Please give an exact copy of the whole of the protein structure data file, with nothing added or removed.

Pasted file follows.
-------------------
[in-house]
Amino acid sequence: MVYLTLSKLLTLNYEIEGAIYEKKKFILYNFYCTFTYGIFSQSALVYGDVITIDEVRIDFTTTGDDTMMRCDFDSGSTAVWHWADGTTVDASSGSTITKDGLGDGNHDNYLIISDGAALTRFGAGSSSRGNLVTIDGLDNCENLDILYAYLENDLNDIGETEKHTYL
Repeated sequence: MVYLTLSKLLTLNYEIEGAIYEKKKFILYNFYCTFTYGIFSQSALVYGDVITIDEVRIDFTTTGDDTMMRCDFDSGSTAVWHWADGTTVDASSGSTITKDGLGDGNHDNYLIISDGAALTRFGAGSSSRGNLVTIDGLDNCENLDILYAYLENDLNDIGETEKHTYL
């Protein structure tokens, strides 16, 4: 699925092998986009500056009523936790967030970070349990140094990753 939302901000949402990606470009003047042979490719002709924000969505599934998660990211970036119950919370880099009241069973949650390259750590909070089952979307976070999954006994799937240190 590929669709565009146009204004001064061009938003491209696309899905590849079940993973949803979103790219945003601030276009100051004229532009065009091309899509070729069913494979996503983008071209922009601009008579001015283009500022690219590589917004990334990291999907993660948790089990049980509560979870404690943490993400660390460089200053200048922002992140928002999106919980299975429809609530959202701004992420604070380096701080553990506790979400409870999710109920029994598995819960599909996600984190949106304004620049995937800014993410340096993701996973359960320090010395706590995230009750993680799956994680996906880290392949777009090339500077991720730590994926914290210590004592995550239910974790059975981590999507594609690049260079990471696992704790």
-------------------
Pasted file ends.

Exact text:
[in-house]
Amino acid sequence: MVYLTLSKLLTLNYEIEGAIYEKKKFILYNFYCTFTYGIFSQSALVYGDVITIDEVRIDFTTTGDDTMMRCDFDSGSTAVWHWADGTTVDASSGSTITKDGLGDGNHDNYLIISDGAALTRFGAGSSSRGNLVTIDGLDNCENLDILYAYLENDLNDIGETEKHTYL
Repeated sequence: MVYLTLSKLLTLNYEIEGAIYEKKKFILYNFYCTFTYGIFSQSALVYGDVITIDEVRIDFTTTGDDTMMRCDFDSGSTAVWHWADGTTVDASSGSTITKDGLGDGNHDNYLIISDGAALTRFGAGSSSRGNLVTIDGLDNCENLDILYAYLENDLNDIGETEKHTYL
């Protein structure tokens, strides 16, 4: 699925092998986009500056009523936790967030970070349990140094990753 939302901000949402990606470009003047042979490719002709924000969505599934998660990211970036119950919370880099009241069973949650390259750590909070089952979307976070999954006994799937240190 590929669709565009146009204004001064061009938003491209696309899905590849079940993973949803979103790219945003601030276009100051004229532009065009091309899509070729069913494979996503983008071209922009601009008579001015283009500022690219590589917004990334990291999907993660948790089990049980509560979870404690943490993400660390460089200053200048922002992140928002999106919980299975429809609530959202701004992420604070380096701080553990506790979400409870999710109920029994598995819960599909996600984190949106304004620049995937800014993410340096993701996973359960320090010395706590995230009750993680799956994680996906880290392949777009090339500077991720730590994926914290210590004592995550239910974790059975981590999507594609690049260079990471696992704790």